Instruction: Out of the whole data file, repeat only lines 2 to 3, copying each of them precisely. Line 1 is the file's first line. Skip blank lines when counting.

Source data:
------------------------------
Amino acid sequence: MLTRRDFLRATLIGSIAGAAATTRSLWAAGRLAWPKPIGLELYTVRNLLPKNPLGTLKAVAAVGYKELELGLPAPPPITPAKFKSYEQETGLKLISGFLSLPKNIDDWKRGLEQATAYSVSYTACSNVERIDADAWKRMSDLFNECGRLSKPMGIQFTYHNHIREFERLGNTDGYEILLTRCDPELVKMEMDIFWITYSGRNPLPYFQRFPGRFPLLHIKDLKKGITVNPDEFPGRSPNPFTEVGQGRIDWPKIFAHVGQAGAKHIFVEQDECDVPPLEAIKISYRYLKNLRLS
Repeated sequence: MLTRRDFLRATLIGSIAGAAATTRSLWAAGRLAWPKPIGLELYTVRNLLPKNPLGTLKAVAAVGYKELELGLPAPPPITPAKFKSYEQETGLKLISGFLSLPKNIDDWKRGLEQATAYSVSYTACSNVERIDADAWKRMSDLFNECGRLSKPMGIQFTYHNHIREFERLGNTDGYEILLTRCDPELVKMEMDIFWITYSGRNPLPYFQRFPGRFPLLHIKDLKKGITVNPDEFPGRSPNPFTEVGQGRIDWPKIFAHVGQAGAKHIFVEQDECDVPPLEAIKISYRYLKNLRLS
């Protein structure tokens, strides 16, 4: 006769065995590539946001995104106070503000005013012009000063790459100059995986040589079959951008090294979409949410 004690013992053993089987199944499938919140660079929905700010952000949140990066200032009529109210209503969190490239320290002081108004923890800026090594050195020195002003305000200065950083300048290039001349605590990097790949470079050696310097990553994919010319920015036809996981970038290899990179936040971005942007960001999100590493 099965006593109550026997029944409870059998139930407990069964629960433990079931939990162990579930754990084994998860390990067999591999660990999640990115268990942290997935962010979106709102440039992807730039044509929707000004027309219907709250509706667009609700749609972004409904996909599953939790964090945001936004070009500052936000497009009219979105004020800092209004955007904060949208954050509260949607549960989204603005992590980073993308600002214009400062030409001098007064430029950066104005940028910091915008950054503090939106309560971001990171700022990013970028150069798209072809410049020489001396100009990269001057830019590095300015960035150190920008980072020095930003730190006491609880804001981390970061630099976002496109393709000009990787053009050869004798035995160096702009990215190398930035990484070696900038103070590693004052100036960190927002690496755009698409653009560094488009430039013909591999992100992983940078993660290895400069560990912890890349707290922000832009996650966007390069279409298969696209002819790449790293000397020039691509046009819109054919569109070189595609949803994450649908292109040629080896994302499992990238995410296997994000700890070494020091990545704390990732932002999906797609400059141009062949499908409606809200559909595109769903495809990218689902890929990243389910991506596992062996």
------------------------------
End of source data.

Repeated sequence: MLTRRDFLRATLIGSIAGAAATTRSLWAAGRLAWPKPIGLELYTVRNLLPKNPLGTLKAVAAVGYKELELGLPAPPPITPAKFKSYEQETGLKLISGFLSLPKNIDDWKRGLEQATAYSVSYTACSNVERIDADAWKRMSDLFNECGRLSKPMGIQFTYHNHIREFERLGNTDGYEILLTRCDPELVKMEMDIFWITYSGRNPLPYFQRFPGRFPLLHIKDLKKGITVNPDEFPGRSPNPFTEVGQGRIDWPKIFAHVGQAGAKHIFVEQDECDVPPLEAIKISYRYLKNLRLS
């Protein structure tokens, strides 16, 4: 006769065995590539946001995104106070503000005013012009000063790459100059995986040589079959951008090294979409949410 004690013992053993089987199944499938919140660079929905700010952000949140990066200032009529109210209503969190490239320290002081108004923890800026090594050195020195002003305000200065950083300048290039001349605590990097790949470079050696310097990553994919010319920015036809996981970038290899990179936040971005942007960001999100590493 099965006593109550026997029944409870059998139930407990069964629960433990079931939990162990579930754990084994998860390990067999591999660990999640990115268990942290997935962010979106709102440039992807730039044509929707000004027309219907709250509706667009609700749609972004409904996909599953939790964090945001936004070009500052936000497009009219979105004020800092209004955007904060949208954050509260949607549960989204603005992590980073993308600002214009400062030409001098007064430029950066104005940028910091915008950054503090939106309560971001990171700022990013970028150069798209072809410049020489001396100009990269001057830019590095300015960035150190920008980072020095930003730190006491609880804001981390970061630099976002496109393709000009990787053009050869004798035995160096702009990215190398930035990484070696900038103070590693004052100036960190927002690496755009698409653009560094488009430039013909591999992100992983940078993660290895400069560990912890890349707290922000832009996650966007390069279409298969696209002819790449790293000397020039691509046009819109054919569109070189595609949803994450649908292109040629080896994302499992990238995410296997994000700890070494020091990545704390990732932002999906797609400059141009062949499908409606809200559909595109769903495809990218689902890929990243389910991506596992062996």